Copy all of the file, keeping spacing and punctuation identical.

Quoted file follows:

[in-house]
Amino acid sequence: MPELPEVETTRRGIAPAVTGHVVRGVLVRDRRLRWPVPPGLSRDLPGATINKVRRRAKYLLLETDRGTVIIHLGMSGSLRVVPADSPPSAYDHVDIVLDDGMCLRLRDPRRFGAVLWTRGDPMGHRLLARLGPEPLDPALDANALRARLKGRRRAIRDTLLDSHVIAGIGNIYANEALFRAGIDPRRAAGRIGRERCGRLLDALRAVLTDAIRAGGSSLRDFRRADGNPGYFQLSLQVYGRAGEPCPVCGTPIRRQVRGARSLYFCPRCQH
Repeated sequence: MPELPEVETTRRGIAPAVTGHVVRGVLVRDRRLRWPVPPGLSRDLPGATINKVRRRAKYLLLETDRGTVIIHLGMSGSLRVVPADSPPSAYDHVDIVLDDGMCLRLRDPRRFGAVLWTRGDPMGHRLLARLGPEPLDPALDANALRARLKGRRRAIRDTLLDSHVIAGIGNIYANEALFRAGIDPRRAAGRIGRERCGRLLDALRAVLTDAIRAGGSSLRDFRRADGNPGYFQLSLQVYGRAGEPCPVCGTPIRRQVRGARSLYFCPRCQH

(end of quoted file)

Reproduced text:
[in-house]
Amino acid sequence: MPELPEVETTRRGIAPAVTGHVVRGVLVRDRRLRWPVPPGLSRDLPGATINKVRRRAKYLLLETDRGTVIIHLGMSGSLRVVPADSPPSAYDHVDIVLDDGMCLRLRDPRRFGAVLWTRGDPMGHRLLARLGPEPLDPALDANALRARLKGRRRAIRDTLLDSHVIAGIGNIYANEALFRAGIDPRRAAGRIGRERCGRLLDALRAVLTDAIRAGGSSLRDFRRADGNPGYFQLSLQVYGRAGEPCPVCGTPIRRQVRGARSLYFCPRCQH
Repeated sequence: MPELPEVETTRRGIAPAVTGHVVRGVLVRDRRLRWPVPPGLSRDLPGATINKVRRRAKYLLLETDRGTVIIHLGMSGSLRVVPADSPPSAYDHVDIVLDDGMCLRLRDPRRFGAVLWTRGDPMGHRLLARLGPEPLDPALDANALRARLKGRRRAIRDTLLDSHVIAGIGNIYANEALFRAGIDPRRAAGRIGRERCGRLLDALRAVLTDAIRAGGSSLRDFRRADGNPGYFQLSLQVYGRAGEPCPVCGTPIRRQVRGARSLYFCPRCQH